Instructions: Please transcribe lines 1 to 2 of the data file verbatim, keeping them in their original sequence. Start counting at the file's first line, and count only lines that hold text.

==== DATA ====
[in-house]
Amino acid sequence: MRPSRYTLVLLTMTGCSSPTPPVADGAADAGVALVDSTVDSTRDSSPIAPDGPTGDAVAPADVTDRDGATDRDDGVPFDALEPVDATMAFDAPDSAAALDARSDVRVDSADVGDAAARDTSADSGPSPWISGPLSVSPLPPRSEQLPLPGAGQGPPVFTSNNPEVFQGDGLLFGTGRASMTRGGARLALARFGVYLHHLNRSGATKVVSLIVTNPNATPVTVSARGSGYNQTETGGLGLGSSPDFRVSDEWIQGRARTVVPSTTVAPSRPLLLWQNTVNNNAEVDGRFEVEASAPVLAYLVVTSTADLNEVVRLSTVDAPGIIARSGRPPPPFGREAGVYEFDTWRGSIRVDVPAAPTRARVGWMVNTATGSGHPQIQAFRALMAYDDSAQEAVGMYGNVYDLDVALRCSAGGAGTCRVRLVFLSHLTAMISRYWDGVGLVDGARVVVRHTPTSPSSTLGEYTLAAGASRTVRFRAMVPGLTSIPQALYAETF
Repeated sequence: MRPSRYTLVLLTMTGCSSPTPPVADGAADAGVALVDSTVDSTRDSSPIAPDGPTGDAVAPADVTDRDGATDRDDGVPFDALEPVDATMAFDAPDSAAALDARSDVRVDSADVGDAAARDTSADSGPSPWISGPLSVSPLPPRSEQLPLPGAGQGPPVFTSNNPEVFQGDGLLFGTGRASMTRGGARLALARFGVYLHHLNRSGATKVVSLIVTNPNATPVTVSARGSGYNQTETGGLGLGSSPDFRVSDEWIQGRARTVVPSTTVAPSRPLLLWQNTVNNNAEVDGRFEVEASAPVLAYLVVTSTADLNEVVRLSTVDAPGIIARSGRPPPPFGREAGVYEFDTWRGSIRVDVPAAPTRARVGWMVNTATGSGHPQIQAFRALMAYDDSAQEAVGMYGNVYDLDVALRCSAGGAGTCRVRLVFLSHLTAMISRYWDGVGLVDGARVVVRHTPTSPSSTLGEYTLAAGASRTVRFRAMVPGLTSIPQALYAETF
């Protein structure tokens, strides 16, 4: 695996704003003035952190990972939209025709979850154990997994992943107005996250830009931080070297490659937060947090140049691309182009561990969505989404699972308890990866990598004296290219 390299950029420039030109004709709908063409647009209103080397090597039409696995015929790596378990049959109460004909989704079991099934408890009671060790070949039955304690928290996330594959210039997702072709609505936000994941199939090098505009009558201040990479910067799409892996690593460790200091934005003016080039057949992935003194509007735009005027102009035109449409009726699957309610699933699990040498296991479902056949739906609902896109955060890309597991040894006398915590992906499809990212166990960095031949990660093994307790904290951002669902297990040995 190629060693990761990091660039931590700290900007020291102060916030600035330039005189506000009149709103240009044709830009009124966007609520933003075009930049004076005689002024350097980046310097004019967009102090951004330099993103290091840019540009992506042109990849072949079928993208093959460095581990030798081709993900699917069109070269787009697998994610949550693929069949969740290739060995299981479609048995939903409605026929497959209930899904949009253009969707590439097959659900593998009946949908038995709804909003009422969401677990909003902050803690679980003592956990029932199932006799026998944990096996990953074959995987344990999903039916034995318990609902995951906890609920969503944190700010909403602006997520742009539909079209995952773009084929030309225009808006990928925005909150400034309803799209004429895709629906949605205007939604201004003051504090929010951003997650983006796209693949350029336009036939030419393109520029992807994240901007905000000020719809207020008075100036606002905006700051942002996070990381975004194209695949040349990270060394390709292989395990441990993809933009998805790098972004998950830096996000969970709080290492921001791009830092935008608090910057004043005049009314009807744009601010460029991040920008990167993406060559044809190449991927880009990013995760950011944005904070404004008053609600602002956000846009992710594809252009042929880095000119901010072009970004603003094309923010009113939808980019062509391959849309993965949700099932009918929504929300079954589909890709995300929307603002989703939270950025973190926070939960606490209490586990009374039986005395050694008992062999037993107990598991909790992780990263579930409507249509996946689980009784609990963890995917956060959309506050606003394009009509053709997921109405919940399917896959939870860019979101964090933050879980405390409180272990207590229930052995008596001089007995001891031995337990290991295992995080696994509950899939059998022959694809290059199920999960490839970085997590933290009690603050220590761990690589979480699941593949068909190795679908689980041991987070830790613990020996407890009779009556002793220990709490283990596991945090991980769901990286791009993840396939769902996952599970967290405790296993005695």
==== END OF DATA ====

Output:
[in-house]
Amino acid sequence: MRPSRYTLVLLTMTGCSSPTPPVADGAADAGVALVDSTVDSTRDSSPIAPDGPTGDAVAPADVTDRDGATDRDDGVPFDALEPVDATMAFDAPDSAAALDARSDVRVDSADVGDAAARDTSADSGPSPWISGPLSVSPLPPRSEQLPLPGAGQGPPVFTSNNPEVFQGDGLLFGTGRASMTRGGARLALARFGVYLHHLNRSGATKVVSLIVTNPNATPVTVSARGSGYNQTETGGLGLGSSPDFRVSDEWIQGRARTVVPSTTVAPSRPLLLWQNTVNNNAEVDGRFEVEASAPVLAYLVVTSTADLNEVVRLSTVDAPGIIARSGRPPPPFGREAGVYEFDTWRGSIRVDVPAAPTRARVGWMVNTATGSGHPQIQAFRALMAYDDSAQEAVGMYGNVYDLDVALRCSAGGAGTCRVRLVFLSHLTAMISRYWDGVGLVDGARVVVRHTPTSPSSTLGEYTLAAGASRTVRFRAMVPGLTSIPQALYAETF